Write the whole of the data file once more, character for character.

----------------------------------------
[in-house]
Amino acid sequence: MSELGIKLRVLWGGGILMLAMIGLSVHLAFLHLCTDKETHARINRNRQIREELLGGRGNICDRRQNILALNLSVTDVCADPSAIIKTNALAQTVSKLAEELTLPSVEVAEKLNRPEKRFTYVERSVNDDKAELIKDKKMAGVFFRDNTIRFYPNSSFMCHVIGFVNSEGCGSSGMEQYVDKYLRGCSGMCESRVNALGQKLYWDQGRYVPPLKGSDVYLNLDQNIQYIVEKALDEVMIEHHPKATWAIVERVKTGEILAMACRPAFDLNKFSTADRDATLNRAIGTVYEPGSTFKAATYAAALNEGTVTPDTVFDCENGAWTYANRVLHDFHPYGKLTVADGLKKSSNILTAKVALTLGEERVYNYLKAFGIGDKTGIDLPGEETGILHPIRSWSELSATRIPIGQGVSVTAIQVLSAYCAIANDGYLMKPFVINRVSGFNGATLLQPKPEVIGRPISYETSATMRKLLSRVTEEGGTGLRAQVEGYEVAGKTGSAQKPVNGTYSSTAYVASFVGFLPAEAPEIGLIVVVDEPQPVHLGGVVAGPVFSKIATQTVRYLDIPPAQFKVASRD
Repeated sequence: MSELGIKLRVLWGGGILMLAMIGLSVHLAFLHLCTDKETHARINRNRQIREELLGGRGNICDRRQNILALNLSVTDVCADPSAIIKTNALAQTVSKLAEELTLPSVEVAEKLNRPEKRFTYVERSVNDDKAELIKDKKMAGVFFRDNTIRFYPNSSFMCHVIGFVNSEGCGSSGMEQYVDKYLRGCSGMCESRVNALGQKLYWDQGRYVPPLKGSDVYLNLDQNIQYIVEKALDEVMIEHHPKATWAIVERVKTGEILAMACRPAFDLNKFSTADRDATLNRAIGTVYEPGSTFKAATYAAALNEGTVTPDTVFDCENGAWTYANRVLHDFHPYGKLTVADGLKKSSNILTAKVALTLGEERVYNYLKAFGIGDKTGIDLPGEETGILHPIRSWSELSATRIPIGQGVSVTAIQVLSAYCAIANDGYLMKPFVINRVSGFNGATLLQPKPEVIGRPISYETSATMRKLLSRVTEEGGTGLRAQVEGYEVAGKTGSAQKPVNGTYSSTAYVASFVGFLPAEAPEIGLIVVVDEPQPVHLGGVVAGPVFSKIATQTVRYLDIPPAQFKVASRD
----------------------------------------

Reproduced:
[in-house]
Amino acid sequence: MSELGIKLRVLWGGGILMLAMIGLSVHLAFLHLCTDKETHARINRNRQIREELLGGRGNICDRRQNILALNLSVTDVCADPSAIIKTNALAQTVSKLAEELTLPSVEVAEKLNRPEKRFTYVERSVNDDKAELIKDKKMAGVFFRDNTIRFYPNSSFMCHVIGFVNSEGCGSSGMEQYVDKYLRGCSGMCESRVNALGQKLYWDQGRYVPPLKGSDVYLNLDQNIQYIVEKALDEVMIEHHPKATWAIVERVKTGEILAMACRPAFDLNKFSTADRDATLNRAIGTVYEPGSTFKAATYAAALNEGTVTPDTVFDCENGAWTYANRVLHDFHPYGKLTVADGLKKSSNILTAKVALTLGEERVYNYLKAFGIGDKTGIDLPGEETGILHPIRSWSELSATRIPIGQGVSVTAIQVLSAYCAIANDGYLMKPFVINRVSGFNGATLLQPKPEVIGRPISYETSATMRKLLSRVTEEGGTGLRAQVEGYEVAGKTGSAQKPVNGTYSSTAYVASFVGFLPAEAPEIGLIVVVDEPQPVHLGGVVAGPVFSKIATQTVRYLDIPPAQFKVASRD
Repeated sequence: MSELGIKLRVLWGGGILMLAMIGLSVHLAFLHLCTDKETHARINRNRQIREELLGGRGNICDRRQNILALNLSVTDVCADPSAIIKTNALAQTVSKLAEELTLPSVEVAEKLNRPEKRFTYVERSVNDDKAELIKDKKMAGVFFRDNTIRFYPNSSFMCHVIGFVNSEGCGSSGMEQYVDKYLRGCSGMCESRVNALGQKLYWDQGRYVPPLKGSDVYLNLDQNIQYIVEKALDEVMIEHHPKATWAIVERVKTGEILAMACRPAFDLNKFSTADRDATLNRAIGTVYEPGSTFKAATYAAALNEGTVTPDTVFDCENGAWTYANRVLHDFHPYGKLTVADGLKKSSNILTAKVALTLGEERVYNYLKAFGIGDKTGIDLPGEETGILHPIRSWSELSATRIPIGQGVSVTAIQVLSAYCAIANDGYLMKPFVINRVSGFNGATLLQPKPEVIGRPISYETSATMRKLLSRVTEEGGTGLRAQVEGYEVAGKTGSAQKPVNGTYSSTAYVASFVGFLPAEAPEIGLIVVVDEPQPVHLGGVVAGPVFSKIATQTVRYLDIPPAQFKVASRD